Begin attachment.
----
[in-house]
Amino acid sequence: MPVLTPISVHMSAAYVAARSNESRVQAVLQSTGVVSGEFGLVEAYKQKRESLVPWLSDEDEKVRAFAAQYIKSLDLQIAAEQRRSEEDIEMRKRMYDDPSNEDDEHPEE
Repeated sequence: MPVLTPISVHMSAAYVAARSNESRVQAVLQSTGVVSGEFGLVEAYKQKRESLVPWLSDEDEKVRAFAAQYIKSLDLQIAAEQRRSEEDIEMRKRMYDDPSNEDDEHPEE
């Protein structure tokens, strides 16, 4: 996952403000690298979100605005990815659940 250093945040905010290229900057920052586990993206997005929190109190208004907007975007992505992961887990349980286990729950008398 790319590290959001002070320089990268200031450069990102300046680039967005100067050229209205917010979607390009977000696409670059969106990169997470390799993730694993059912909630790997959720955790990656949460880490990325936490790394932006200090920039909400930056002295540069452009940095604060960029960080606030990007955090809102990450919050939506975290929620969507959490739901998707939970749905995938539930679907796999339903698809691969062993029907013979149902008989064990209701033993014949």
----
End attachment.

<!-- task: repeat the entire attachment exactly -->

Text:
[in-house]
Amino acid sequence: MPVLTPISVHMSAAYVAARSNESRVQAVLQSTGVVSGEFGLVEAYKQKRESLVPWLSDEDEKVRAFAAQYIKSLDLQIAAEQRRSEEDIEMRKRMYDDPSNEDDEHPEE
Repeated sequence: MPVLTPISVHMSAAYVAARSNESRVQAVLQSTGVVSGEFGLVEAYKQKRESLVPWLSDEDEKVRAFAAQYIKSLDLQIAAEQRRSEEDIEMRKRMYDDPSNEDDEHPEE
């Protein structure tokens, strides 16, 4: 996952403000690298979100605005990815659940 250093945040905010290229900057920052586990993206997005929190109190208004907007975007992505992961887990349980286990729950008398 790319590290959001002070320089990268200031450069990102300046680039967005100067050229209205917010979607390009977000696409670059969106990169997470390799993730694993059912909630790997959720955790990656949460880490990325936490790394932006200090920039909400930056002295540069452009940095604060960029960080606030990007955090809102990450919050939506975290929620969507959490739901998707939970749905995938539930679907796999339903698809691969062993029907013979149902008989064990209701033993014949």